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Strength recovery and sealing under hydrothermal conditions

June 30, 2021

While there is significant evidence for healing in natural faults, geothermal reservoirs, and lab experiments, the thermal, hydraulic, mechanical, and chemical interactions that influence healing are poorly understood. We present preliminary results of triaxial slide-hold-slide experiments to constrain rates and mechanisms of healing. Experiments were conducted on gouge composed of Westerly granite and on bare surfaces of Westerly granite and Eureka quartzite. Tests were run at 22, 100, and 200˚C. In some experiments, we also determined the in-plane fluid transmissivity. In bare surface experiments we observe that restrengthening depends on both time and temperature. At 200˚C the simulated fractures restrengthen at a rate of ∆µ/∆log(thold) = 0.009/decade while at 22˚C the healing rate is ~ 0.002/decade. In the gouge experiments restrengthening appears to be independent of temperature. This may be related to the heterogenous mineral composition and thickness of the gouge layer which could allow shearing to be accommodated in unhealed zones. In the experiments, an overall reduction in fluid transmissivity is observed but sliding periods are often associated with increases in the fluid transmissivity. The transmissivity reduction tends to be greater at 200˚C relative to room temperature. Our preliminary results suggest that multiple healing mechanisms are operating under hydrothermal conditions.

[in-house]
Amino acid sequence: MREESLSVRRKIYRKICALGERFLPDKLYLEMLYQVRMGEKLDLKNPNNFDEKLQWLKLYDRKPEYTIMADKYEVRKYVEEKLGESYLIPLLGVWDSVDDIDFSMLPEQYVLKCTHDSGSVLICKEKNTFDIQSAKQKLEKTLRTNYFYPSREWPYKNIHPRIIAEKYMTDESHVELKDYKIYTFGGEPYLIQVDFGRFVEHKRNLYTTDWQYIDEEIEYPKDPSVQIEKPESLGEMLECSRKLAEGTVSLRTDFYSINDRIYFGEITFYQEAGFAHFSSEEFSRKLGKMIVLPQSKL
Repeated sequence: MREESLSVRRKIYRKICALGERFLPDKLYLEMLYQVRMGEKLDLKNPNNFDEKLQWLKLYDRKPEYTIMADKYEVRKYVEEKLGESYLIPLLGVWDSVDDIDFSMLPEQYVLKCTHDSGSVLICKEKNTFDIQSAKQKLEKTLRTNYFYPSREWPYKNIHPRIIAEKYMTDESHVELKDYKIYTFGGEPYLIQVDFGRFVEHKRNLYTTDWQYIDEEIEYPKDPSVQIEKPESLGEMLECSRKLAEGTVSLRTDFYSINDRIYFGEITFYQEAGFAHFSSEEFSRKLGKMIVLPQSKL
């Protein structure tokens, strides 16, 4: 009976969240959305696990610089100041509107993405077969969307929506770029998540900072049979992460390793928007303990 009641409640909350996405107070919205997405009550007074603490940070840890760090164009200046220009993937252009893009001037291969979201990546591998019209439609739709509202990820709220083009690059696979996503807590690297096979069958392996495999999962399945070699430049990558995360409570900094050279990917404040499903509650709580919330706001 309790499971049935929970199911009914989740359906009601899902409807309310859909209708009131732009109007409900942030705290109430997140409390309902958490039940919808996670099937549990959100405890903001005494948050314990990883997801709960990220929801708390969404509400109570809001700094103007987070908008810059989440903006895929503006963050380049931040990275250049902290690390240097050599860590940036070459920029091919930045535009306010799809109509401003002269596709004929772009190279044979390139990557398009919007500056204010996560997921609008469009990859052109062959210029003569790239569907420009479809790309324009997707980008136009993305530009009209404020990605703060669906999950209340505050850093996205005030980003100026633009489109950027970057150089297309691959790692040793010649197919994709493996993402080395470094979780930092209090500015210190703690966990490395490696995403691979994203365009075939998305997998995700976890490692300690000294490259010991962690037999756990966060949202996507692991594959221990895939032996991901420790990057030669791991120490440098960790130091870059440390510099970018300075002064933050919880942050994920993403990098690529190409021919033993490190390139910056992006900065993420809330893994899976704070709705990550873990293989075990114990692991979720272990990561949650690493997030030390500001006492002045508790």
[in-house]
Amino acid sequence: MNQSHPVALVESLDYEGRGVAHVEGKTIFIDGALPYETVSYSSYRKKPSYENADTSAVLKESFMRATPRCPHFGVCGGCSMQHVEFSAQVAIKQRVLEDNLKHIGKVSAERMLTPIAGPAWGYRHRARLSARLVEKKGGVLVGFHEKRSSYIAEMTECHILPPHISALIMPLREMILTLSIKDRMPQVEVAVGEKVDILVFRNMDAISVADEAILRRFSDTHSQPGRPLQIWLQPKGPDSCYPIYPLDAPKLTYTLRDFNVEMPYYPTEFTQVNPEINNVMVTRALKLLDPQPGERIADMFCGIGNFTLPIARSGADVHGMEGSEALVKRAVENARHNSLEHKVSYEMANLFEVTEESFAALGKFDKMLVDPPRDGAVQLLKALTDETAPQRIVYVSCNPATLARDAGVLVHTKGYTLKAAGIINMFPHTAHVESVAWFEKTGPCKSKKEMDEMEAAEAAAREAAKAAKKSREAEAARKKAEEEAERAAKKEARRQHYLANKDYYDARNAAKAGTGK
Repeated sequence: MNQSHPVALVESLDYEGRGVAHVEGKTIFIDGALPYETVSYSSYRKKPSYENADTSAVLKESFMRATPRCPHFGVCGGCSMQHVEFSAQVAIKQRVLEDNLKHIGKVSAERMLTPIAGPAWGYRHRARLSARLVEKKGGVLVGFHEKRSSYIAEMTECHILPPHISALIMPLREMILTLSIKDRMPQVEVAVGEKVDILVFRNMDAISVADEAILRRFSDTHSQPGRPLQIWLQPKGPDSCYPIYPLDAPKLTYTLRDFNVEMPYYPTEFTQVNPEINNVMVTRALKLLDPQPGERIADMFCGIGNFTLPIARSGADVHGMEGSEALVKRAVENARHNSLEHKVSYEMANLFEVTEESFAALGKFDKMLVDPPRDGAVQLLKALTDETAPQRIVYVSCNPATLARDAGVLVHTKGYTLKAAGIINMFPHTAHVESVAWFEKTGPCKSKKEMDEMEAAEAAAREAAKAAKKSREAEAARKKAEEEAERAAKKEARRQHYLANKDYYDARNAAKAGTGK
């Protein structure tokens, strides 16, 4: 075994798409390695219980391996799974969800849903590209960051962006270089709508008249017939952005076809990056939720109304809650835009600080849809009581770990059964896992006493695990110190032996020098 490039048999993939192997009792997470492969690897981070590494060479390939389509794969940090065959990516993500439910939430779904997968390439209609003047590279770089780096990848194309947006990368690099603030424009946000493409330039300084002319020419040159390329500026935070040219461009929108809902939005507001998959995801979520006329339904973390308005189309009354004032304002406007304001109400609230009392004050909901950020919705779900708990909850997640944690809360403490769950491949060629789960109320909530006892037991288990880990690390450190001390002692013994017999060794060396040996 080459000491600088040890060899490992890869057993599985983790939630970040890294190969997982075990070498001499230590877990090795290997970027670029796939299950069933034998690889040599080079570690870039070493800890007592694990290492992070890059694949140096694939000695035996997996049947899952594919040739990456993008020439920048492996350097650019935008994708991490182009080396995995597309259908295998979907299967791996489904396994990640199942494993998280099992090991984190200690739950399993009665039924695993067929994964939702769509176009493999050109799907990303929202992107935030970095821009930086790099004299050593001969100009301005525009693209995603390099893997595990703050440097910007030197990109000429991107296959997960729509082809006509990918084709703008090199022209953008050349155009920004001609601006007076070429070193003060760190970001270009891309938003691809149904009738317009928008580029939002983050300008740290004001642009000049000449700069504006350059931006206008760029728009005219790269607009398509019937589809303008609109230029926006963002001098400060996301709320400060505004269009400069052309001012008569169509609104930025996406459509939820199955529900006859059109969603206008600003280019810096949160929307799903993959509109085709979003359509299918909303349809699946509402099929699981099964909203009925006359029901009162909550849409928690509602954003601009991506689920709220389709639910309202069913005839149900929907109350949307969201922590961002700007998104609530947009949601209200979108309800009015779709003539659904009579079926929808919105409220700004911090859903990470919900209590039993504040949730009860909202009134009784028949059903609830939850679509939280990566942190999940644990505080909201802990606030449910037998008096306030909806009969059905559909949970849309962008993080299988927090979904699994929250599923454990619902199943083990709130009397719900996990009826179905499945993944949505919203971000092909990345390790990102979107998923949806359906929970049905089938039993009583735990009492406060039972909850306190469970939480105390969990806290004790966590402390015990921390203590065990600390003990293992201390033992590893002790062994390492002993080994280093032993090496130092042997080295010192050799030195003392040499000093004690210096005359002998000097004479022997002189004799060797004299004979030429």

Publication Year 2021
Title Strength recovery and sealing under hydrothermal conditions
Authors Tamara Nicole Jeppson, David A. Lockner, Brian D. Kilgore, Nicholas M. Beeler, Joshua M. Taron
Publication Type Conference Paper
Publication Subtype Conference Paper
Index ID 70220178
Record Source USGS Publications Warehouse
USGS Organization Earthquake Science Center